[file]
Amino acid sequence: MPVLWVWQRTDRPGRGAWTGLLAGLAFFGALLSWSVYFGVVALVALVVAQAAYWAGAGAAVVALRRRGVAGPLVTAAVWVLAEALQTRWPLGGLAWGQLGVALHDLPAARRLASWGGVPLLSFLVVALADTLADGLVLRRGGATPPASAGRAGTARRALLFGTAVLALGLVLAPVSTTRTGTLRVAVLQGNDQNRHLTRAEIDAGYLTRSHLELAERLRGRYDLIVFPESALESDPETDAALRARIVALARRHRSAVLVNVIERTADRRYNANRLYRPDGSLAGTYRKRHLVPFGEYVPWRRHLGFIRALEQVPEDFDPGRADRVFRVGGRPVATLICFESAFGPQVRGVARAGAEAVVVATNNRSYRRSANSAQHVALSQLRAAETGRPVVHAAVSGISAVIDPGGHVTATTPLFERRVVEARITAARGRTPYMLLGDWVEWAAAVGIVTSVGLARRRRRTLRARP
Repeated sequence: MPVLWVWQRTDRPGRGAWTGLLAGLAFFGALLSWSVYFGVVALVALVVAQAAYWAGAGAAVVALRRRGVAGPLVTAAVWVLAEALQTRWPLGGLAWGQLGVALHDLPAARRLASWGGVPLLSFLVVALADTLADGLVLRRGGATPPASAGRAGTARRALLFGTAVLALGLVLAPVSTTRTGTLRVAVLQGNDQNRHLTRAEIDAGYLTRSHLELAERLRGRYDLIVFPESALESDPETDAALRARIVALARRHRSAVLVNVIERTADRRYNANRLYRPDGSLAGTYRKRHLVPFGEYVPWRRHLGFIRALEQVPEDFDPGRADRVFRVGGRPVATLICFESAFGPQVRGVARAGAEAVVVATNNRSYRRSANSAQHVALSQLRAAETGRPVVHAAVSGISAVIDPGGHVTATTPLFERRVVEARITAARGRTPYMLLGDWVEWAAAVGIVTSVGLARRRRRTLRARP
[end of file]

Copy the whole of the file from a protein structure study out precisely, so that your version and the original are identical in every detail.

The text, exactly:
Amino acid sequence: MPVLWVWQRTDRPGRGAWTGLLAGLAFFGALLSWSVYFGVVALVALVVAQAAYWAGAGAAVVALRRRGVAGPLVTAAVWVLAEALQTRWPLGGLAWGQLGVALHDLPAARRLASWGGVPLLSFLVVALADTLADGLVLRRGGATPPASAGRAGTARRALLFGTAVLALGLVLAPVSTTRTGTLRVAVLQGNDQNRHLTRAEIDAGYLTRSHLELAERLRGRYDLIVFPESALESDPETDAALRARIVALARRHRSAVLVNVIERTADRRYNANRLYRPDGSLAGTYRKRHLVPFGEYVPWRRHLGFIRALEQVPEDFDPGRADRVFRVGGRPVATLICFESAFGPQVRGVARAGAEAVVVATNNRSYRRSANSAQHVALSQLRAAETGRPVVHAAVSGISAVIDPGGHVTATTPLFERRVVEARITAARGRTPYMLLGDWVEWAAAVGIVTSVGLARRRRRTLRARP
Repeated sequence: MPVLWVWQRTDRPGRGAWTGLLAGLAFFGALLSWSVYFGVVALVALVVAQAAYWAGAGAAVVALRRRGVAGPLVTAAVWVLAEALQTRWPLGGLAWGQLGVALHDLPAARRLASWGGVPLLSFLVVALADTLADGLVLRRGGATPPASAGRAGTARRALLFGTAVLALGLVLAPVSTTRTGTLRVAVLQGNDQNRHLTRAEIDAGYLTRSHLELAERLRGRYDLIVFPESALESDPETDAALRARIVALARRHRSAVLVNVIERTADRRYNANRLYRPDGSLAGTYRKRHLVPFGEYVPWRRHLGFIRALEQVPEDFDPGRADRVFRVGGRPVATLICFESAFGPQVRGVARAGAEAVVVATNNRSYRRSANSAQHVALSQLRAAETGRPVVHAAVSGISAVIDPGGHVTATTPLFERRVVEARITAARGRTPYMLLGDWVEWAAAVGIVTSVGLARRRRRTLRARP